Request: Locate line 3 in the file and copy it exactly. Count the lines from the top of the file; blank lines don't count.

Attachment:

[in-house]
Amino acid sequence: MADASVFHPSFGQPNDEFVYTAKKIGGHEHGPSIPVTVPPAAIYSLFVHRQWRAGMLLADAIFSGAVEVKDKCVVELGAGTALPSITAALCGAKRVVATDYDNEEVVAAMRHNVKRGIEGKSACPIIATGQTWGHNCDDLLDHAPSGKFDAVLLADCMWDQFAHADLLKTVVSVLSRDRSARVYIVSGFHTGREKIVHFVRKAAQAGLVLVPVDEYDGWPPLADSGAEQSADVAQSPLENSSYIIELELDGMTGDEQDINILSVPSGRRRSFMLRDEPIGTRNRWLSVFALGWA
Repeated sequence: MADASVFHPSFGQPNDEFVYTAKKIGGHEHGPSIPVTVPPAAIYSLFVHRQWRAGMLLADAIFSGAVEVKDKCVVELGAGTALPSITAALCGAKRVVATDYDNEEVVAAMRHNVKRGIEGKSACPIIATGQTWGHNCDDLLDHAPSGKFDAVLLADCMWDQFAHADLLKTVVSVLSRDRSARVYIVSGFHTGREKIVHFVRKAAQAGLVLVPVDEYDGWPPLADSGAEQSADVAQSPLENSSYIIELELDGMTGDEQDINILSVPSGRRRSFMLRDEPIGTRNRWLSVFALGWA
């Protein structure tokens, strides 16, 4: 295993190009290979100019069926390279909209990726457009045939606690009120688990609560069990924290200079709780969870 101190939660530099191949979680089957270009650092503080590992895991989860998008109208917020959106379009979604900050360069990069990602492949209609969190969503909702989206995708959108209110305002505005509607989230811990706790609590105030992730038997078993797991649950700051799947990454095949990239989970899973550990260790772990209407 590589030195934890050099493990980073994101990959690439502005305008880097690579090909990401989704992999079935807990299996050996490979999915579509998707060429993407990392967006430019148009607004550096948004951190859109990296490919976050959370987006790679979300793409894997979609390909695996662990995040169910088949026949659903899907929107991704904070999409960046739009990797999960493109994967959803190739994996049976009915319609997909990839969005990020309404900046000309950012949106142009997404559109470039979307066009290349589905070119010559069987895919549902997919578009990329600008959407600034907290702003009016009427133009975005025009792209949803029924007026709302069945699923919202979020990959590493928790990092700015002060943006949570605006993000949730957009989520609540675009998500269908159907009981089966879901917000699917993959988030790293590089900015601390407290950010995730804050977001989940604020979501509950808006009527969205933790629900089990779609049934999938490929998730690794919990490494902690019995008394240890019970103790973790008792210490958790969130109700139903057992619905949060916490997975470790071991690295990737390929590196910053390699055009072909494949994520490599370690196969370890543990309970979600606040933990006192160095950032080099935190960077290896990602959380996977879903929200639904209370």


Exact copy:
Repeated sequence: MADASVFHPSFGQPNDEFVYTAKKIGGHEHGPSIPVTVPPAAIYSLFVHRQWRAGMLLADAIFSGAVEVKDKCVVELGAGTALPSITAALCGAKRVVATDYDNEEVVAAMRHNVKRGIEGKSACPIIATGQTWGHNCDDLLDHAPSGKFDAVLLADCMWDQFAHADLLKTVVSVLSRDRSARVYIVSGFHTGREKIVHFVRKAAQAGLVLVPVDEYDGWPPLADSGAEQSADVAQSPLENSSYIIELELDGMTGDEQDINILSVPSGRRRSFMLRDEPIGTRNRWLSVFALGWA